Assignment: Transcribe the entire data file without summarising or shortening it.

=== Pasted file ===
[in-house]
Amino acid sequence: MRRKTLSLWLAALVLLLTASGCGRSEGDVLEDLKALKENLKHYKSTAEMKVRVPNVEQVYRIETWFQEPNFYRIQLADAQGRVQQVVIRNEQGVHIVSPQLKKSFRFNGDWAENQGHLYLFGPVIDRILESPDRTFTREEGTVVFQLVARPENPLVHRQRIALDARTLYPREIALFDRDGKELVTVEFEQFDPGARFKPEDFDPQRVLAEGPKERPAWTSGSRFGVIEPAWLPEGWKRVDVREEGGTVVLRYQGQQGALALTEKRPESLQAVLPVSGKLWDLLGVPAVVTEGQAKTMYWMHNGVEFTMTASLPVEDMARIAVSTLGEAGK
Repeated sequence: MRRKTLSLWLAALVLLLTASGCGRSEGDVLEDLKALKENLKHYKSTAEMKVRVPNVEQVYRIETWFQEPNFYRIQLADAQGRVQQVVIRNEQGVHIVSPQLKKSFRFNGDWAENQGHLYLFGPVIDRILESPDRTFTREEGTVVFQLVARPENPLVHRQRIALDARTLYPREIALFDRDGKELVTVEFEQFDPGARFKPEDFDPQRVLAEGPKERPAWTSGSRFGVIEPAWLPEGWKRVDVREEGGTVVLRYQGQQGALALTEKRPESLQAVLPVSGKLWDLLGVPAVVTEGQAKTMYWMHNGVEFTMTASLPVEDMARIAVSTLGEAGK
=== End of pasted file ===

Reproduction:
[in-house]
Amino acid sequence: MRRKTLSLWLAALVLLLTASGCGRSEGDVLEDLKALKENLKHYKSTAEMKVRVPNVEQVYRIETWFQEPNFYRIQLADAQGRVQQVVIRNEQGVHIVSPQLKKSFRFNGDWAENQGHLYLFGPVIDRILESPDRTFTREEGTVVFQLVARPENPLVHRQRIALDARTLYPREIALFDRDGKELVTVEFEQFDPGARFKPEDFDPQRVLAEGPKERPAWTSGSRFGVIEPAWLPEGWKRVDVREEGGTVVLRYQGQQGALALTEKRPESLQAVLPVSGKLWDLLGVPAVVTEGQAKTMYWMHNGVEFTMTASLPVEDMARIAVSTLGEAGK
Repeated sequence: MRRKTLSLWLAALVLLLTASGCGRSEGDVLEDLKALKENLKHYKSTAEMKVRVPNVEQVYRIETWFQEPNFYRIQLADAQGRVQQVVIRNEQGVHIVSPQLKKSFRFNGDWAENQGHLYLFGPVIDRILESPDRTFTREEGTVVFQLVARPENPLVHRQRIALDARTLYPREIALFDRDGKELVTVEFEQFDPGARFKPEDFDPQRVLAEGPKERPAWTSGSRFGVIEPAWLPEGWKRVDVREEGGTVVLRYQGQQGALALTEKRPESLQAVLPVSGKLWDLLGVPAVVTEGQAKTMYWMHNGVEFTMTASLPVEDMARIAVSTLGEAGK